Neither sister can envision a reality in which they would have worked for their father’s administration, as Ivanka Trump has done. Both say they wouldn’t have wanted to, but even if they hadn’t been too young, “I think regardless, Dad probably wouldn’t have us work in the White House,” says Jenna.
And anyway, the White House belongs to their youth. On a visit to their grandparents at age seven, their older cousins convinced Jenna that maxi-pads were meant to be stuck under her arms to absorb sweat. On a dare, she tried some on for size and descended the stairs to greet the grown-ups, including the then-paramount leader of China Deng Xiaoping and a coterie of photographers. “Luckily for me,” she writes, “the cameramen must have realized there are some photos that are just too awful to take.” In 2006, Barbara visited Italy for the Olympic Games and ended up at lunch with Silvio Berlusconi, who told her, “If I was younger, I’d have children with you,” she recalls. “A few sentences after that, the female translator stopped translating.”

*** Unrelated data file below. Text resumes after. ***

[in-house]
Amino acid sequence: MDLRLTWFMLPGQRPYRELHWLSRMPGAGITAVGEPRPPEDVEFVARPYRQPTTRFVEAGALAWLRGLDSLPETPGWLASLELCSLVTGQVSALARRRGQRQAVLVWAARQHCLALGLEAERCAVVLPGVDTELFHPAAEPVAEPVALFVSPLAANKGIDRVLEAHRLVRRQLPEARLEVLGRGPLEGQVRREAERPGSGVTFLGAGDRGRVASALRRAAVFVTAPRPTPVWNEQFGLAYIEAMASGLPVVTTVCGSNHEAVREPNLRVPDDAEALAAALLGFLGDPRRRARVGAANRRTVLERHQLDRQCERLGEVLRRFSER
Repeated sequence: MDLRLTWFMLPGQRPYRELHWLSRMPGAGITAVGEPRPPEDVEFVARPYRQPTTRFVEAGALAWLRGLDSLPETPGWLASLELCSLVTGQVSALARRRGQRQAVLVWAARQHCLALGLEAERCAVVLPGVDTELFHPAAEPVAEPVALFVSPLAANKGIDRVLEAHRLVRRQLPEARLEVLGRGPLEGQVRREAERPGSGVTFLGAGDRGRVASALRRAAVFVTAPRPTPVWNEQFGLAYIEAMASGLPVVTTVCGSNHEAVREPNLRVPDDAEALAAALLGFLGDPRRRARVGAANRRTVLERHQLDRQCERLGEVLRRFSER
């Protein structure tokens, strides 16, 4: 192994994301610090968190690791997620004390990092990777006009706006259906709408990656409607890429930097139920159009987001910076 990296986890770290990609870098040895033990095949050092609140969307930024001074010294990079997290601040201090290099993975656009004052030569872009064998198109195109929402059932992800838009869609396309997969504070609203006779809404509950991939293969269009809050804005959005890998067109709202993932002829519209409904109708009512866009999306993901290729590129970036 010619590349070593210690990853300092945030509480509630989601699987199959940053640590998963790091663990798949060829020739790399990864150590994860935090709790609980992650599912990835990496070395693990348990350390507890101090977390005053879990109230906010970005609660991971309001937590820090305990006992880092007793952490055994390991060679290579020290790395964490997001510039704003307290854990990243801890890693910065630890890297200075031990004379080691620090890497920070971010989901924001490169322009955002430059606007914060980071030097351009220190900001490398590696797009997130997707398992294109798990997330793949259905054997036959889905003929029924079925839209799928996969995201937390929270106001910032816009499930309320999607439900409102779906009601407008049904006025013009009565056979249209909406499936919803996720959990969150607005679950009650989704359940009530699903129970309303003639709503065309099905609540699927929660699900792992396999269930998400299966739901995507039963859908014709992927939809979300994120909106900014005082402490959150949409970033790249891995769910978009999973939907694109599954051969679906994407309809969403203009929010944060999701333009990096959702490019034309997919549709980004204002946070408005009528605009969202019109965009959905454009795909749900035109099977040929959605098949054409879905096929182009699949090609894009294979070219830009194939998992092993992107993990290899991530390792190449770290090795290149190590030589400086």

Being First Daughters brought a series of challenges for the sisters. They were in their first semester of college — Jenna at the University of Texas at Austin, Barbara at Yale University — during the election and recount. “Emotionally, I was unprepared,” Barbara writes in the book. “The students living in the dorm across from mine had Al Gore signs in all their windows. I couldn’t look out my window without seeing one. The only way to avoid them was to stare at the ground. I knew the signs were not personal, but it still felt like a stab each time I saw one.” Later in her time at Yale, a teaching assistant offered to give her a better grade if she convinced her father not to go to war in Iraq. “That was definitely the most surprising thing that happened,” she says. “Both the idea that she thought that I would be able to change the opinion of, truly, the Congress and the U. S., and you think your professors and TAs would be above that.”
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Local and campus culture skewed more to the right at UT Austin, though “being a Republican’s daughter on any college campus isn’t sunshine and rainbows all the time,” says Jenna. She became tabloid fodder over typical college-kid hijinx, but after one incident prompted Jenna to call her father to apologize, he cut her off: “No, I’m sorry,” he said. “We promised you normalcy, and this is not normal.”